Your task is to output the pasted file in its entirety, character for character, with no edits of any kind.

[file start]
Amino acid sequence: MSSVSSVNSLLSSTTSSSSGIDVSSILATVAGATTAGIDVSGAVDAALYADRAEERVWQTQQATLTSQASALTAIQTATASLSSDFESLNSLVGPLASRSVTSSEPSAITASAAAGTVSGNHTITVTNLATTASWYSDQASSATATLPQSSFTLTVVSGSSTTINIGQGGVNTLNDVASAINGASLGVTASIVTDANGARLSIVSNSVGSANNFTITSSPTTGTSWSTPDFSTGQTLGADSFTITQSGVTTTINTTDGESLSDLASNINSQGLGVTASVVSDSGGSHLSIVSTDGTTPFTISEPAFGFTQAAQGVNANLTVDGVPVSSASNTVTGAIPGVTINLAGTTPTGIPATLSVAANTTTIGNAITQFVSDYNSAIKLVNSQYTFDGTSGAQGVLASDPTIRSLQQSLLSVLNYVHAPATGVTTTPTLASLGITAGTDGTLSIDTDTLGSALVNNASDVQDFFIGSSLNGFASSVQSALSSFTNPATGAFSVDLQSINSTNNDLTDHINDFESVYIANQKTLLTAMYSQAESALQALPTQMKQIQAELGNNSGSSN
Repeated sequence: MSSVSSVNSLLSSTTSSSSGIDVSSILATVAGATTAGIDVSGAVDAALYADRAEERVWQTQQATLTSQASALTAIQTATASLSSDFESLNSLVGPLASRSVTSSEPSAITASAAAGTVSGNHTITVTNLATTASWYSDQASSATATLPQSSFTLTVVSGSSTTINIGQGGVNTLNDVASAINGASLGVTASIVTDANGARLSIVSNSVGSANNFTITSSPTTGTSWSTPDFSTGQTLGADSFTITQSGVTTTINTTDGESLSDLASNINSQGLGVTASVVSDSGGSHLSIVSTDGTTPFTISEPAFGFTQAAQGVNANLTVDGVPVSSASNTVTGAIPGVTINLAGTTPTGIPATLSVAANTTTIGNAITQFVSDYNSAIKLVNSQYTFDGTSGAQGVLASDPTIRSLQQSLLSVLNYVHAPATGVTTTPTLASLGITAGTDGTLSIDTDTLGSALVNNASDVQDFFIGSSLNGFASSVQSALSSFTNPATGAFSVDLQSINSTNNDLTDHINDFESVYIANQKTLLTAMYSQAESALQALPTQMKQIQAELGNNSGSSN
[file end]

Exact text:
Amino acid sequence: MSSVSSVNSLLSSTTSSSSGIDVSSILATVAGATTAGIDVSGAVDAALYADRAEERVWQTQQATLTSQASALTAIQTATASLSSDFESLNSLVGPLASRSVTSSEPSAITASAAAGTVSGNHTITVTNLATTASWYSDQASSATATLPQSSFTLTVVSGSSTTINIGQGGVNTLNDVASAINGASLGVTASIVTDANGARLSIVSNSVGSANNFTITSSPTTGTSWSTPDFSTGQTLGADSFTITQSGVTTTINTTDGESLSDLASNINSQGLGVTASVVSDSGGSHLSIVSTDGTTPFTISEPAFGFTQAAQGVNANLTVDGVPVSSASNTVTGAIPGVTINLAGTTPTGIPATLSVAANTTTIGNAITQFVSDYNSAIKLVNSQYTFDGTSGAQGVLASDPTIRSLQQSLLSVLNYVHAPATGVTTTPTLASLGITAGTDGTLSIDTDTLGSALVNNASDVQDFFIGSSLNGFASSVQSALSSFTNPATGAFSVDLQSINSTNNDLTDHINDFESVYIANQKTLLTAMYSQAESALQALPTQMKQIQAELGNNSGSSN
Repeated sequence: MSSVSSVNSLLSSTTSSSSGIDVSSILATVAGATTAGIDVSGAVDAALYADRAEERVWQTQQATLTSQASALTAIQTATASLSSDFESLNSLVGPLASRSVTSSEPSAITASAAAGTVSGNHTITVTNLATTASWYSDQASSATATLPQSSFTLTVVSGSSTTINIGQGGVNTLNDVASAINGASLGVTASIVTDANGARLSIVSNSVGSANNFTITSSPTTGTSWSTPDFSTGQTLGADSFTITQSGVTTTINTTDGESLSDLASNINSQGLGVTASVVSDSGGSHLSIVSTDGTTPFTISEPAFGFTQAAQGVNANLTVDGVPVSSASNTVTGAIPGVTINLAGTTPTGIPATLSVAANTTTIGNAITQFVSDYNSAIKLVNSQYTFDGTSGAQGVLASDPTIRSLQQSLLSVLNYVHAPATGVTTTPTLASLGITAGTDGTLSIDTDTLGSALVNNASDVQDFFIGSSLNGFASSVQSALSSFTNPATGAFSVDLQSINSTNNDLTDHINDFESVYIANQKTLLTAMYSQAESALQALPTQMKQIQAELGNNSGSSN